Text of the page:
Many New Zealanders resent being unable to qualify for Australian citizenship. (Photo: Reuters Bogdan Cristel)
24 August 2016
ABC News – Jane Norman, political reporter
The Minister responsible for Multicultural Affairs Zed Seselja says he cannot understand why New Zealand migrants feel resentful towards their adopted country and report higher levels of discrimination than other groups.
Senator Seselja said he was surprised by the findings, but suspected New Zealanders believed there was a “systemic bias” against them because those who arrived on special category visas cannot receive welfare and other benefits.
“But New Zealanders also have a greater ability to come here and work, just with their New Zealand passport, so there are opportunities they get in Australia that people in other countries don’t,” he said. “So I can’t quite understand why they’re feeling this discrimination.”
The Australians Today report, which highlights the experiences of more than 10,000 people, shows most migrants are very satisfied with their lives in Australia, but New Zealanders and the South Sudanese stand out as the two groups who experience the most discrimination.
- New Zealanders and South Sudanese migrants felt discrimination most, survey of more than 10,000 people found
- Muslim women twice more likely to be discriminated against
- Migrants feel less optimistic the longer they stay in Australia
Migrants from South Sudan bear the brunt of discrimination, with the report’s author Professor Andrew Markus describing the level of colour prejudice towards them as “off the scale”.
But unlike their Kiwi counterparts, most South Sudanese migrants (76 per cent) say they are satisfied with their lives in Australia.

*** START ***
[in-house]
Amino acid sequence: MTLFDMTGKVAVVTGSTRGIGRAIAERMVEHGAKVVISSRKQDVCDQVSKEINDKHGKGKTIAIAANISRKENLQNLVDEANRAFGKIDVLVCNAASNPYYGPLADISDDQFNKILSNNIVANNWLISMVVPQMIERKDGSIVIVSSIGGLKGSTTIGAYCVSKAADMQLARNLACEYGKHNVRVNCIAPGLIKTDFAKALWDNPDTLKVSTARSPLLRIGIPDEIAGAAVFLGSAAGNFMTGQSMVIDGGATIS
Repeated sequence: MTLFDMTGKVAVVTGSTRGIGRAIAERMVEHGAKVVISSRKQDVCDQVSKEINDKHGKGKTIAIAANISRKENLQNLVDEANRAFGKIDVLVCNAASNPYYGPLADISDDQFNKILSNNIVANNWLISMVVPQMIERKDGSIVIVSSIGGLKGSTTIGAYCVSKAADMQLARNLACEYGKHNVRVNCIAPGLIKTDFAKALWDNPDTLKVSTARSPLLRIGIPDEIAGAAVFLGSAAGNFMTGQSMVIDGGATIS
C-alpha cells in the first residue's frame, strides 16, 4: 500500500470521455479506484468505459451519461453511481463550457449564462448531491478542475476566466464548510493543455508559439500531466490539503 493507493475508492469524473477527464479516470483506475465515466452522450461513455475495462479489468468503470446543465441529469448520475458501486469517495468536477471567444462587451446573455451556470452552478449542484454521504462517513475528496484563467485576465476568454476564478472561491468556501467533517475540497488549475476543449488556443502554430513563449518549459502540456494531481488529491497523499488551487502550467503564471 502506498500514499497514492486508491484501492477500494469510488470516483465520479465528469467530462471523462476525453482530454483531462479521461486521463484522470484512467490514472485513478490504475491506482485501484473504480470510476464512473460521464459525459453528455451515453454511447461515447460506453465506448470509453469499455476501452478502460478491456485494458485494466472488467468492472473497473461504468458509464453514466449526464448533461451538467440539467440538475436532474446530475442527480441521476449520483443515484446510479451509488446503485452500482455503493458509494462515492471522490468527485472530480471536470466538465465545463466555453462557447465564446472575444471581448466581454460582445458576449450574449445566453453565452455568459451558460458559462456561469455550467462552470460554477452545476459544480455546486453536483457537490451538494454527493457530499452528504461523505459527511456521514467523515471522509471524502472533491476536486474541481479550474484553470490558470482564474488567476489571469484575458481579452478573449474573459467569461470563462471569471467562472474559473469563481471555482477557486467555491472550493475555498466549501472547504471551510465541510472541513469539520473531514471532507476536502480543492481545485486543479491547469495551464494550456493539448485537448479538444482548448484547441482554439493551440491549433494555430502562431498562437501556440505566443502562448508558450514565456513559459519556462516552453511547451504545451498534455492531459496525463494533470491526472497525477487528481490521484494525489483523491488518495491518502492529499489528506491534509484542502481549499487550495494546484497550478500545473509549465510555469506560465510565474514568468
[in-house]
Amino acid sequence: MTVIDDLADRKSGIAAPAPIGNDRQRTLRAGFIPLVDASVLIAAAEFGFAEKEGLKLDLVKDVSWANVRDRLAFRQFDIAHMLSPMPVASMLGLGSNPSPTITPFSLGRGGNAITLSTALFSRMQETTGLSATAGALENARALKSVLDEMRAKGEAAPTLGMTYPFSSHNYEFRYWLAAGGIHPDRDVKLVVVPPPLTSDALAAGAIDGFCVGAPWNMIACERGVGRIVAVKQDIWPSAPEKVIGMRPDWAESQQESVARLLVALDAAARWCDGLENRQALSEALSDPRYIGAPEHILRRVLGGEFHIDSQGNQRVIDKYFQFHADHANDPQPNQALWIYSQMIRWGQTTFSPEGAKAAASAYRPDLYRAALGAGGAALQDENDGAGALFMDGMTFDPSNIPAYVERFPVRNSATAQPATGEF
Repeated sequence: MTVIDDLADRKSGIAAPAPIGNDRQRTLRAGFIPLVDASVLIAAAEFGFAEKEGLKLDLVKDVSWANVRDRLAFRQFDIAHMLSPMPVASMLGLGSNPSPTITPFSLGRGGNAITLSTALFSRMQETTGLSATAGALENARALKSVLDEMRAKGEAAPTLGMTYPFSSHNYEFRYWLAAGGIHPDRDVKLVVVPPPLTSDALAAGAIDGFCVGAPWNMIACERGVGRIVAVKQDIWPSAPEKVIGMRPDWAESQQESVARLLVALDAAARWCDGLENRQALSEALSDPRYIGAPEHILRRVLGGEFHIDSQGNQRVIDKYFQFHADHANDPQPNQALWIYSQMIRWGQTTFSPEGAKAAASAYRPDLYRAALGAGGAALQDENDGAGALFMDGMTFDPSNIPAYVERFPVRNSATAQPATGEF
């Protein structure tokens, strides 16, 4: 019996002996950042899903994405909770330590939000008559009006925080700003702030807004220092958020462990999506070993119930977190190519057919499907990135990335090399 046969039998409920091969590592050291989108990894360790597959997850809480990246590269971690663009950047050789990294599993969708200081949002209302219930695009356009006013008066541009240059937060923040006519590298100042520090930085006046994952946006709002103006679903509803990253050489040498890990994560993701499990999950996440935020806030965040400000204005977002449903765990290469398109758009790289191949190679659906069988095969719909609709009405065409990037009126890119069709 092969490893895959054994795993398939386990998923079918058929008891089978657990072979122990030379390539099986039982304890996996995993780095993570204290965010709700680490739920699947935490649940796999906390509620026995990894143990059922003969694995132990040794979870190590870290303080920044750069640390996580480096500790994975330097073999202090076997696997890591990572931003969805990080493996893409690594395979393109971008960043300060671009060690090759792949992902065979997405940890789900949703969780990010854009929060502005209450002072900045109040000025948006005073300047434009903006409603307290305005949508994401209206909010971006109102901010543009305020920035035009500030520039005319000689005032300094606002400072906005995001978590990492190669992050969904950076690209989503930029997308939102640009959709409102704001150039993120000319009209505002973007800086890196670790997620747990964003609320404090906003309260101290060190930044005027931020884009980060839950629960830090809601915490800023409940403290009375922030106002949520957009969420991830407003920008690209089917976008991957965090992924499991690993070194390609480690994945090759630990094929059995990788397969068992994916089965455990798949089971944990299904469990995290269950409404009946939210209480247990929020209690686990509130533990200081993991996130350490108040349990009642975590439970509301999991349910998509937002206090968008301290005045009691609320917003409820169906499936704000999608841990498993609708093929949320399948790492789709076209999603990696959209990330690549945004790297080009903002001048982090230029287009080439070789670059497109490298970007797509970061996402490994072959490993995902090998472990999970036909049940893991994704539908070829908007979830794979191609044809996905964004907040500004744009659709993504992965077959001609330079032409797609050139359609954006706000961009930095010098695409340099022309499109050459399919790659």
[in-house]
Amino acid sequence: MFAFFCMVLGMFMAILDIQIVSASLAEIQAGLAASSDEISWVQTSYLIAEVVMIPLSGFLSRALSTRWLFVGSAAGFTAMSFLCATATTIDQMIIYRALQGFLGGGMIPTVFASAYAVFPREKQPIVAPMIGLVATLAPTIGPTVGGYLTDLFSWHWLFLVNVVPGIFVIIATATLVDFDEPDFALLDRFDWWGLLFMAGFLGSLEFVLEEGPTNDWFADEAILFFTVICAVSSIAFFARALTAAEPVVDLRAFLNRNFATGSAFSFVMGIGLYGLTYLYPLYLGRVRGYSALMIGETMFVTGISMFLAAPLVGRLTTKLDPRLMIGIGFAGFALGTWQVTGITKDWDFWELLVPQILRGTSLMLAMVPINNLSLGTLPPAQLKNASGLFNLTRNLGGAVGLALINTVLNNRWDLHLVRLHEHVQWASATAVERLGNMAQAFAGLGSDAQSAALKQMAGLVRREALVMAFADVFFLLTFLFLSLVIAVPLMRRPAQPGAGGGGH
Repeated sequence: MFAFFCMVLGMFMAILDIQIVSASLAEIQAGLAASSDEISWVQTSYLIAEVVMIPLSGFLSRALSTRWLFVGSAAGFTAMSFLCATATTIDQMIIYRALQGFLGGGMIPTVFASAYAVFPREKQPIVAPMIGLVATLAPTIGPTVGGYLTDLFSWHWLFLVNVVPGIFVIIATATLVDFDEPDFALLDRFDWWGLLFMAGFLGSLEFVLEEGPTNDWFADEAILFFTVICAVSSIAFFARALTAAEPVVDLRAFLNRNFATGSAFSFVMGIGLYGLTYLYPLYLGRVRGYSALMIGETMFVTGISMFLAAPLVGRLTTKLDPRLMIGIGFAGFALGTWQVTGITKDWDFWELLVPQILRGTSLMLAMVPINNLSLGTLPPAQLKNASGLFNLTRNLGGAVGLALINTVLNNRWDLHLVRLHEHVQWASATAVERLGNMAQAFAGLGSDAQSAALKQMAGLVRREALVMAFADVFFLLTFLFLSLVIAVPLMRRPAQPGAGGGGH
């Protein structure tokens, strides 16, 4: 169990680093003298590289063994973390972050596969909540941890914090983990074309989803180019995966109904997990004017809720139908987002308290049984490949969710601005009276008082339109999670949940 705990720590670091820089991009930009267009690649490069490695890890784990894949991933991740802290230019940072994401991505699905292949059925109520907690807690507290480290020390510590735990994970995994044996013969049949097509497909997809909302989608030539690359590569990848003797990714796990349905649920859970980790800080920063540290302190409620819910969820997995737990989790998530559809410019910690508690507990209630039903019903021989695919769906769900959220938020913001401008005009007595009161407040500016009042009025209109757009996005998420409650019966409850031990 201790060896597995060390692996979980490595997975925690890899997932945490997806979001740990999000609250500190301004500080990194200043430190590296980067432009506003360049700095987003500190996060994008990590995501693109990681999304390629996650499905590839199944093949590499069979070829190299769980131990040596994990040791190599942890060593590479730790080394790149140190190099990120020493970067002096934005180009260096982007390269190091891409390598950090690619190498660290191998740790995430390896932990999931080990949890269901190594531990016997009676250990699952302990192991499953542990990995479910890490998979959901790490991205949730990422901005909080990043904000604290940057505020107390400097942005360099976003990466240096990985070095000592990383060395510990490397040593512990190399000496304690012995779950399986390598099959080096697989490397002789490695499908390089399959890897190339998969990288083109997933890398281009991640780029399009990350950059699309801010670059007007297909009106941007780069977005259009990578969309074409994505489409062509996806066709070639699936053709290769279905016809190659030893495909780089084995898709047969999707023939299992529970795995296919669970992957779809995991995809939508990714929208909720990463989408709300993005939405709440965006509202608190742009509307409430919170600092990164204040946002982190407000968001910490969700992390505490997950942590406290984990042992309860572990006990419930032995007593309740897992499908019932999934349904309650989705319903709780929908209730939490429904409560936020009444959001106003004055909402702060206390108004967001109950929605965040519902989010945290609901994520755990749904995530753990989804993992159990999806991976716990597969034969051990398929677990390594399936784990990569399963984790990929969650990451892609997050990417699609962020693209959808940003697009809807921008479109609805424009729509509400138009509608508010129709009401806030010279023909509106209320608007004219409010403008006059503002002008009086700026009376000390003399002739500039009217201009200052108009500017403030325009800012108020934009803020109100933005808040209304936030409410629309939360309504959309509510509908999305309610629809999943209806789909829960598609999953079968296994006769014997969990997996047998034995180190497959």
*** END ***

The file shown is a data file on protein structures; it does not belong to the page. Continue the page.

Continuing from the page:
Senator Seselja said he firmly believed Australia was not a racist nation but acknowledged there were racist elements that needed to be called out.
“What I will do is engage with the South Sudanese community to try and get an understanding of some of what they’re experiencing and how we can improve their experience here in Australia,” he said.
“Clearly some of our South Sudanese residents will stand out in some parts in the community, that’s just a fact.
“The right response is to welcome them as most Australians have, the wrong response is to engage in discrimination or outright racism which is just wrong.”
Both New Zealand and South Sudanese migrants also reported low levels of trust, with Kiwis holding a very little trust in political parties (10 per cent) and the South Sudanese reporting the lowest level of trust in the police (24 per cent) out of any other group.
Tensions recently flared on the streets of Melbourne when about 100 men of African, Islander and Caucasian appearance converged on the Moomba Festival and clashed with police.
Muslim women more likely to face discrimination than man
The survey, conducted by the Scanlon Foundation and Monash University, found a high level of negativity towards Muslims, with women twice as likely to face discrimination as men.
Lack of understanding about diversity of Muslim community
Professor Markus said one of the most disturbing stories involved a Melbourne tram driver who refused to allow a heavily pregnant woman on board when he looked up and noticed she was wearing Muslim garb.
“The tram stops and she leaves the kerb to get onto the tram but the driver sees her and takes off,” he said. “And as she looks up she sees the other passengers laughing. These are the sort of disturbing things that are going on in Australia.”
He said the woman was on her way to hospital for a check up but was so upset by the experience, she went home instead.
Many of the Muslim respondents complained of being stereotyped and misrepresented by the media, who had little interest in actually talking to the community. “The reality of Muslim Australians is that Muslims in Australia are as diverse as the whole Australian population and often I find there’s a lack of understanding that most of the Muslims in Australia are born in this country,” Professor Markus said.
Despite the survey results, Professor Markus said Australia is still one of the most successful countries when it comes to integrating migrants but he said there will always be rejection and intolerance. He said immigration is a difficult process and the survey found migrants are incredibly optimistic about their prospects when they first arrive in Australia but become less so as time passes.
“In the first generation it’s a struggle and in the first generation many find they cannot achieve their dreams, so it’s more a question of the second and third generation and the way they make their way in Australian society,” he said.
[Read the ABC article].